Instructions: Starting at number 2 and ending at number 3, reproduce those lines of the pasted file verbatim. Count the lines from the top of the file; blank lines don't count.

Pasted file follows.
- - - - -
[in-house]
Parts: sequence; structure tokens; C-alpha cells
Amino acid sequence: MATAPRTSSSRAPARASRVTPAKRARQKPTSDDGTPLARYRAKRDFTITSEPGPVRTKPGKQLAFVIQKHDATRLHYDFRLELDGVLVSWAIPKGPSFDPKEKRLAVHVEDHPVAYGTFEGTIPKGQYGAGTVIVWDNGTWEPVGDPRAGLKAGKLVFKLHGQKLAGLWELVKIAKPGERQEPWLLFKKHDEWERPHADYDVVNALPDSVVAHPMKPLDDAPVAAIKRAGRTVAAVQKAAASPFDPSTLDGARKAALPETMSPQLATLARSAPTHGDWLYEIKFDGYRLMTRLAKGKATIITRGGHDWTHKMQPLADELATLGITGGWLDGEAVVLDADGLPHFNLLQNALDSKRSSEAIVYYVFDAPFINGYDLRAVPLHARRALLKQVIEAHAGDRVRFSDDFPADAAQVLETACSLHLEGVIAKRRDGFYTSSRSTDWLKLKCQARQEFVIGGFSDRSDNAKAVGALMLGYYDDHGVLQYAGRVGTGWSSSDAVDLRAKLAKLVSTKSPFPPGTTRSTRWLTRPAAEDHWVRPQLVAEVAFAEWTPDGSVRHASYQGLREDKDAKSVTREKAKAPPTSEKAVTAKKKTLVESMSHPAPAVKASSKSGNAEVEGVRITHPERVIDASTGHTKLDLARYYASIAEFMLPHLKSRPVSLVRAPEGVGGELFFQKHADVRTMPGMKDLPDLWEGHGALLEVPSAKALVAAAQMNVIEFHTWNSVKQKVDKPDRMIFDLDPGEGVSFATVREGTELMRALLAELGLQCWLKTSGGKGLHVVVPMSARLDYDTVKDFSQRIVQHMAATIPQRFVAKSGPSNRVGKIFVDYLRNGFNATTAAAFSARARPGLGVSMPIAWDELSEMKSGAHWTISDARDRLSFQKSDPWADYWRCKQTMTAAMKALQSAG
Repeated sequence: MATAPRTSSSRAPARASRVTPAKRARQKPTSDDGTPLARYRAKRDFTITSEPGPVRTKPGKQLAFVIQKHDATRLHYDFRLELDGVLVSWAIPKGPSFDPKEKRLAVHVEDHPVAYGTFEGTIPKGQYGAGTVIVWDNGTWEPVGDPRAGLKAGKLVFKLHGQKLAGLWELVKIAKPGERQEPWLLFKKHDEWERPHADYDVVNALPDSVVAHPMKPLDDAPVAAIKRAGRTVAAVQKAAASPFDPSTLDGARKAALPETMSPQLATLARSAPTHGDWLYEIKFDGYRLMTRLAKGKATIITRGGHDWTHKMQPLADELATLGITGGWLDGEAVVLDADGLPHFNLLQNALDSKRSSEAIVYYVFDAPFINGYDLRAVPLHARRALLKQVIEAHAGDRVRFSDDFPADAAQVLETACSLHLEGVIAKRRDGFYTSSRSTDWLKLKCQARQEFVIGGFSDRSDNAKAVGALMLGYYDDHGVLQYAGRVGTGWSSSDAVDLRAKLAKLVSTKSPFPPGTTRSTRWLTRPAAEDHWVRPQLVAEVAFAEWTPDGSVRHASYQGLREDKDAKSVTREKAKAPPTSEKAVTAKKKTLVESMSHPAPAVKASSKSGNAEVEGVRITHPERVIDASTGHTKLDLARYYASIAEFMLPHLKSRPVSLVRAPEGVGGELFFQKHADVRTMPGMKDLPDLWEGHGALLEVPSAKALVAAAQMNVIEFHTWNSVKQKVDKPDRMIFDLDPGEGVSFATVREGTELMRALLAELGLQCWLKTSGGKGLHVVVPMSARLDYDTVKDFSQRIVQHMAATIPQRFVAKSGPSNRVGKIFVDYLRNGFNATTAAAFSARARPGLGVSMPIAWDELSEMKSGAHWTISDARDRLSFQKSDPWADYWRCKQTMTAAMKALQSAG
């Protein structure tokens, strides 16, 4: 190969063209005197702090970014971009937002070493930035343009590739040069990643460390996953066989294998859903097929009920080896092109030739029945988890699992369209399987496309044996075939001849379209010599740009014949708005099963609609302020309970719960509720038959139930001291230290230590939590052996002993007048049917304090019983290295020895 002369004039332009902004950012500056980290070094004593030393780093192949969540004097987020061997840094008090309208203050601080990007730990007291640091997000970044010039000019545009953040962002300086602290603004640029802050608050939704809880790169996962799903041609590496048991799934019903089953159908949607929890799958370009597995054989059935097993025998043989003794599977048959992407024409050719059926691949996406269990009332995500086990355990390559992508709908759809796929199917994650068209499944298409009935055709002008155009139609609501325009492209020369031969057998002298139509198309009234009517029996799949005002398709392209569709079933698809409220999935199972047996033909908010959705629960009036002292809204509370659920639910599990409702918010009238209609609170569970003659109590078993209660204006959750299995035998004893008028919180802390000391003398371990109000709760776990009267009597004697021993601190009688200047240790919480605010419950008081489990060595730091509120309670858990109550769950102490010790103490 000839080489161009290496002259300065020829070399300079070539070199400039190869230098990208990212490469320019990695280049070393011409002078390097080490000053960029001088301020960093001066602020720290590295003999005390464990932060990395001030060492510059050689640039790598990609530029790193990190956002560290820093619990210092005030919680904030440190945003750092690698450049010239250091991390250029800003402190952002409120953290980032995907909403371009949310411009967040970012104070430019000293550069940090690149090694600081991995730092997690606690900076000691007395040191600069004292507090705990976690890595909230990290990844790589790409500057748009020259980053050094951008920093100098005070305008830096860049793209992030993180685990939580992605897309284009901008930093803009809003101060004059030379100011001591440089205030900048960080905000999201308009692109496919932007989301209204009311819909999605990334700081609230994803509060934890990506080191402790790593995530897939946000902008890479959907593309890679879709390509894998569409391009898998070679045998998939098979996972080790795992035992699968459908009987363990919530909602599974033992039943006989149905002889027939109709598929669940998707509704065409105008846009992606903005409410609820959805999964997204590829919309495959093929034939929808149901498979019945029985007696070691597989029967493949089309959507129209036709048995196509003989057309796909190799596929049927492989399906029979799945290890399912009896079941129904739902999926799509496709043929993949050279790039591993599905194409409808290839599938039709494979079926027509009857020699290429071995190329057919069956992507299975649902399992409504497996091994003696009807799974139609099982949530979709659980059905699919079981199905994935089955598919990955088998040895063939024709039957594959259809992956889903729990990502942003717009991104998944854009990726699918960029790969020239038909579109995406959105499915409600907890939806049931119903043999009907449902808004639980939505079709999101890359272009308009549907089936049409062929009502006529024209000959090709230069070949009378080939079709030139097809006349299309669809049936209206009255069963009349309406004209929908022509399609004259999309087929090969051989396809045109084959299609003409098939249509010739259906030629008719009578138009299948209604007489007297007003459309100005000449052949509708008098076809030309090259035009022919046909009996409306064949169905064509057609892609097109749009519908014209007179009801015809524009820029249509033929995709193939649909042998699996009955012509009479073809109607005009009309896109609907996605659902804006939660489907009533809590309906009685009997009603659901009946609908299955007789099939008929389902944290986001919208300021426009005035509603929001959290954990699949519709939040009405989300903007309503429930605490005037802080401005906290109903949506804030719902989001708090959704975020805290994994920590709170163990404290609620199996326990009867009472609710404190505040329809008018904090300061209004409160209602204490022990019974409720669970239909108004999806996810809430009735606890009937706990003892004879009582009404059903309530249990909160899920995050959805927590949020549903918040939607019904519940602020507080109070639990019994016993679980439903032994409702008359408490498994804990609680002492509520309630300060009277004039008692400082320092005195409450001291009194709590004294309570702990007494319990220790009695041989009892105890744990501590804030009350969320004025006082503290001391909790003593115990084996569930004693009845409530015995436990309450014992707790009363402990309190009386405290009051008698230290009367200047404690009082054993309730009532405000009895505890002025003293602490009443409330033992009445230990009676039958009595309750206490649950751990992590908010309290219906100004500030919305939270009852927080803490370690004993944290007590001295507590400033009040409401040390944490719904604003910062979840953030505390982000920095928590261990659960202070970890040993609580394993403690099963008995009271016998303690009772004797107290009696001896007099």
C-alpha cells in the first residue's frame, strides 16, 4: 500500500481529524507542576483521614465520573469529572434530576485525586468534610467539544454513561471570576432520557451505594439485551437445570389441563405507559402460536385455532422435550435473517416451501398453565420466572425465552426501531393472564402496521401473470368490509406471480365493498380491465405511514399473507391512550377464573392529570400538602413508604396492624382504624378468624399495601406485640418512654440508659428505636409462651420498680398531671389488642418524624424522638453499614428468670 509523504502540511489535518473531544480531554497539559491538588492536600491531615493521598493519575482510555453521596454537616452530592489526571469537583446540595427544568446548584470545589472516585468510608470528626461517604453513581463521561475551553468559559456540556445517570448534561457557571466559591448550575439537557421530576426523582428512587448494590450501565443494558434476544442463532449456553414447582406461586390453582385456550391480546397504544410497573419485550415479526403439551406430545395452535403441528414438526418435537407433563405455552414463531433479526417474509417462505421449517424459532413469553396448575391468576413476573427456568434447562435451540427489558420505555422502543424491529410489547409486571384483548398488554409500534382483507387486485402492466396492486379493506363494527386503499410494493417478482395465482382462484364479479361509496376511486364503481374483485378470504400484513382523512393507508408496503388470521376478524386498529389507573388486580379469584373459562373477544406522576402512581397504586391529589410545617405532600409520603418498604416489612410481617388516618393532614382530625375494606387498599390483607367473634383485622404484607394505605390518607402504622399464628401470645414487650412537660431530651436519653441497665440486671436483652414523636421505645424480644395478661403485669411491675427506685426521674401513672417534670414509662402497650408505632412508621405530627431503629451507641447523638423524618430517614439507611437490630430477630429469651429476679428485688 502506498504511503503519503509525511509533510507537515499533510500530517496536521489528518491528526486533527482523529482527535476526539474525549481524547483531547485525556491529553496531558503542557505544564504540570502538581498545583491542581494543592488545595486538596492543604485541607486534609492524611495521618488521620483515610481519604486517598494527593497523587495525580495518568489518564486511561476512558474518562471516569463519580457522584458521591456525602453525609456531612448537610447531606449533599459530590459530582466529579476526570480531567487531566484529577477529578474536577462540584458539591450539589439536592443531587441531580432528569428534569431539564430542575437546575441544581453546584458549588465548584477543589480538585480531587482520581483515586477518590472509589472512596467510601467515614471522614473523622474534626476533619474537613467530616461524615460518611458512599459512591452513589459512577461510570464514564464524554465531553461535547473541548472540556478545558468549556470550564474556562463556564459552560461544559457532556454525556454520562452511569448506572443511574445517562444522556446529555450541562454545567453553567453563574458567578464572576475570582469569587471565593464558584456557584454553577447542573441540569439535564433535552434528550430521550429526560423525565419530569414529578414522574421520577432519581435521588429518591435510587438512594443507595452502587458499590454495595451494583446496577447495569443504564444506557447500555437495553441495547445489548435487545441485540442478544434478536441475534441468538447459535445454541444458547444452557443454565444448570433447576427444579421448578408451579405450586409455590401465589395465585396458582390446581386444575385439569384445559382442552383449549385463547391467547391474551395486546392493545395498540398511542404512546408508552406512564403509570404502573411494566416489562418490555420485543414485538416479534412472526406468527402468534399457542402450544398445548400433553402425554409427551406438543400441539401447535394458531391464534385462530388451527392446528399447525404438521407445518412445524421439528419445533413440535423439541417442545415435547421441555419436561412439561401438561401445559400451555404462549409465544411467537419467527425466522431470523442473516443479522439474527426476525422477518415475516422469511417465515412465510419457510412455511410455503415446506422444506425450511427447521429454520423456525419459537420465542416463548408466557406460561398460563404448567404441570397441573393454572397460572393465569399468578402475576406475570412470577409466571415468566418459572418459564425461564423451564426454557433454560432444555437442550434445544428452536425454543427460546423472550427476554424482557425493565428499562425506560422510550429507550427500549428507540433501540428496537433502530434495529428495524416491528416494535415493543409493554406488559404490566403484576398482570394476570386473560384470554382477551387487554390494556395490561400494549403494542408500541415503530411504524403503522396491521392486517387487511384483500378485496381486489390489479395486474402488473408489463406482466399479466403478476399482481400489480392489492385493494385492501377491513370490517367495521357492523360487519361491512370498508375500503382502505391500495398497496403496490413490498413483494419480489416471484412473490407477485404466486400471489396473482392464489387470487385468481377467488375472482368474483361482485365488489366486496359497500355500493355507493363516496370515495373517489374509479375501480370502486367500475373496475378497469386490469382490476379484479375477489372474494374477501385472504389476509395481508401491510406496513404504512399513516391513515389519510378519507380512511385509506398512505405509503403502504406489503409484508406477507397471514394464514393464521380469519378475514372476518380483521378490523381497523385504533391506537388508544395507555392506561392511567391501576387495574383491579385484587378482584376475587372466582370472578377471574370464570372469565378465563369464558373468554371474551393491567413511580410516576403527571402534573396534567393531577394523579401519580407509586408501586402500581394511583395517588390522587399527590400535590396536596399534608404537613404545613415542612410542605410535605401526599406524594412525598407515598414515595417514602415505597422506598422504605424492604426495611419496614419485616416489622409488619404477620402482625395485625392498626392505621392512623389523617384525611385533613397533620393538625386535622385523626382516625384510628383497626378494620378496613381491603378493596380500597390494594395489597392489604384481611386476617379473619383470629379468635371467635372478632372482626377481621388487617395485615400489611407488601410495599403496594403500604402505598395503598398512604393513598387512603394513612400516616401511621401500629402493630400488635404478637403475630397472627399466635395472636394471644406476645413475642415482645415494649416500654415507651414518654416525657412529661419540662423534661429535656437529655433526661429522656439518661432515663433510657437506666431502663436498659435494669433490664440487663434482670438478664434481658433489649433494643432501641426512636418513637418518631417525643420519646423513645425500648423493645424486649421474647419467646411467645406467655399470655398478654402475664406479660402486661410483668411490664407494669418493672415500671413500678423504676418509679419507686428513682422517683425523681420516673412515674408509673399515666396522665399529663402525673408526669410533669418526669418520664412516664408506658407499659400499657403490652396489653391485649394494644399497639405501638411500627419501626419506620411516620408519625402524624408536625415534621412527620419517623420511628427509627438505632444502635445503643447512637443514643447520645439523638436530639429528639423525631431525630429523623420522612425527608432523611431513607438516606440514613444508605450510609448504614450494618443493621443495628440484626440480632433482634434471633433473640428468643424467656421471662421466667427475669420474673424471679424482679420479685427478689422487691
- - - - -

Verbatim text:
Parts: sequence; structure tokens; C-alpha cells
Amino acid sequence: MATAPRTSSSRAPARASRVTPAKRARQKPTSDDGTPLARYRAKRDFTITSEPGPVRTKPGKQLAFVIQKHDATRLHYDFRLELDGVLVSWAIPKGPSFDPKEKRLAVHVEDHPVAYGTFEGTIPKGQYGAGTVIVWDNGTWEPVGDPRAGLKAGKLVFKLHGQKLAGLWELVKIAKPGERQEPWLLFKKHDEWERPHADYDVVNALPDSVVAHPMKPLDDAPVAAIKRAGRTVAAVQKAAASPFDPSTLDGARKAALPETMSPQLATLARSAPTHGDWLYEIKFDGYRLMTRLAKGKATIITRGGHDWTHKMQPLADELATLGITGGWLDGEAVVLDADGLPHFNLLQNALDSKRSSEAIVYYVFDAPFINGYDLRAVPLHARRALLKQVIEAHAGDRVRFSDDFPADAAQVLETACSLHLEGVIAKRRDGFYTSSRSTDWLKLKCQARQEFVIGGFSDRSDNAKAVGALMLGYYDDHGVLQYAGRVGTGWSSSDAVDLRAKLAKLVSTKSPFPPGTTRSTRWLTRPAAEDHWVRPQLVAEVAFAEWTPDGSVRHASYQGLREDKDAKSVTREKAKAPPTSEKAVTAKKKTLVESMSHPAPAVKASSKSGNAEVEGVRITHPERVIDASTGHTKLDLARYYASIAEFMLPHLKSRPVSLVRAPEGVGGELFFQKHADVRTMPGMKDLPDLWEGHGALLEVPSAKALVAAAQMNVIEFHTWNSVKQKVDKPDRMIFDLDPGEGVSFATVREGTELMRALLAELGLQCWLKTSGGKGLHVVVPMSARLDYDTVKDFSQRIVQHMAATIPQRFVAKSGPSNRVGKIFVDYLRNGFNATTAAAFSARARPGLGVSMPIAWDELSEMKSGAHWTISDARDRLSFQKSDPWADYWRCKQTMTAAMKALQSAG